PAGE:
Mozilla say bye bye to plugins in 2016

In the wake of Chrome and Edge, Mozilla just announced that will terminate the life of the plugins that are currently running in your Firefox browser by the end of 2016. This measure seeks to avoid the many performance problems and security incidents caused by these complements the program itself.

Firefox thus become the last refuge of the NPAPI plugin (Netscape Plugin API), because the Google and Microsoft have already eliminated in the latest versions of their browsers (Chrome 42 and Edge).
The exact date on which utilities such as Java or Silverlight disappear from Firefox is not known, but the company invites users and website owners looking native alternative for this type of software before the end of next year.

Remember that Mozilla started out toward extinction plugins in 2013, when joined the option of manually enable or disable these supplements if they were or not needed in our navigation.

Flash is the exception

But the plan be kept alive Mozilla plugin: Adobe Flash Player. This complement for dead by many users with the advent of HTML5, still used by many websites that have not adapted to changing times, which Firefox will continue to support Flash in future updates.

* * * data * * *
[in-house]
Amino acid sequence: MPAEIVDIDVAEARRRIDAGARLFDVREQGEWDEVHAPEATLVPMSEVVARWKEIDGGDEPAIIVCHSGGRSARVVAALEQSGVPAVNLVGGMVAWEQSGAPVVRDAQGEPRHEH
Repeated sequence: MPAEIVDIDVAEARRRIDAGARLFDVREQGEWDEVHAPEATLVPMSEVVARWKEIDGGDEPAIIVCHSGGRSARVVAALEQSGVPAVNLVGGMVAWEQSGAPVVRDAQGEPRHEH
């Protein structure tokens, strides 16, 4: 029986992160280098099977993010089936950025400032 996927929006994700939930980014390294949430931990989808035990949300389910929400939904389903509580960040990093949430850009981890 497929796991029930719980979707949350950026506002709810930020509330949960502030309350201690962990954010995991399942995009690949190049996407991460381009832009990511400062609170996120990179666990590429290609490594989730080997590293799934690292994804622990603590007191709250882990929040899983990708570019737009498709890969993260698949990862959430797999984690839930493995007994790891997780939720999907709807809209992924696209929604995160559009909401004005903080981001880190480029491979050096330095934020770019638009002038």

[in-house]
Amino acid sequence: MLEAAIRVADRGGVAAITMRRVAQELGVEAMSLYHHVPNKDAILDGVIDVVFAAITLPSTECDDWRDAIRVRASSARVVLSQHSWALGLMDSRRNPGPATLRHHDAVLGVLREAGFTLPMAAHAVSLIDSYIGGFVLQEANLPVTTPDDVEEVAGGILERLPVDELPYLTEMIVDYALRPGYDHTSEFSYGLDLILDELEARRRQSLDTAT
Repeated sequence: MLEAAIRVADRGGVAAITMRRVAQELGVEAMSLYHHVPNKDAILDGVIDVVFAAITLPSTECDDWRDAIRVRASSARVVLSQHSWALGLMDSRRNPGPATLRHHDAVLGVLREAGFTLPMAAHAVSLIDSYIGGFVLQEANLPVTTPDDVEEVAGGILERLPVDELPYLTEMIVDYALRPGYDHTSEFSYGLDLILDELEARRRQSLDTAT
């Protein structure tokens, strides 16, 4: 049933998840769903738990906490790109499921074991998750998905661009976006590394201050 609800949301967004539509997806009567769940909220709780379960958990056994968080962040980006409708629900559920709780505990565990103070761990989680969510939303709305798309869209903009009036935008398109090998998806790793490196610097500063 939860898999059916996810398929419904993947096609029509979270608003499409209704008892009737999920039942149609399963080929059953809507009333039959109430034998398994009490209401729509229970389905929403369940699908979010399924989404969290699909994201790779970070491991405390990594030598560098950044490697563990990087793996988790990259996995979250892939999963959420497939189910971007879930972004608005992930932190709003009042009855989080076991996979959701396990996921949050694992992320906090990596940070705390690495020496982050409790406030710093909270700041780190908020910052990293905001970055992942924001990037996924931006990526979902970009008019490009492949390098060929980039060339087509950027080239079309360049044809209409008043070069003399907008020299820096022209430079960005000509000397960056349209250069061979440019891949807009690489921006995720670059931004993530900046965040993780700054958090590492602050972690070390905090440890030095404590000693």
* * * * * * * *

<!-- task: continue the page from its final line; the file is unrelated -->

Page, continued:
Of course, Mozilla will work closely with Adobe to ensure maximum safety and stability of Flash, in order to avoid security holes like those that have dotted this software in recent months.

It is the less curious this exception when it was the Mozilla itself that, this summer and before the wave of zero-day vulnerabilities in Flash, decided to temporarily block all versions of Flash Player that ran automatically in your Firefox browser to avoid a potential threat. This security policy became operational in Firefox in their latest versions (such as v39) in both Windows and OS X. Here, when the user accessed a website with Flash content in the browser blocked the plugin and jumped one popup window in which the surfer can choose to run the platform at your own risk.

Java does fall on the road

Do not pound the Java process, which Mozilla has said in its corporate blog that will continue to work with Oracle to ensure a safe transition to the web sites that use Java. Oracle recommends that sites that still use Java extensions migrate to free solutions plugins as Java Web Start.

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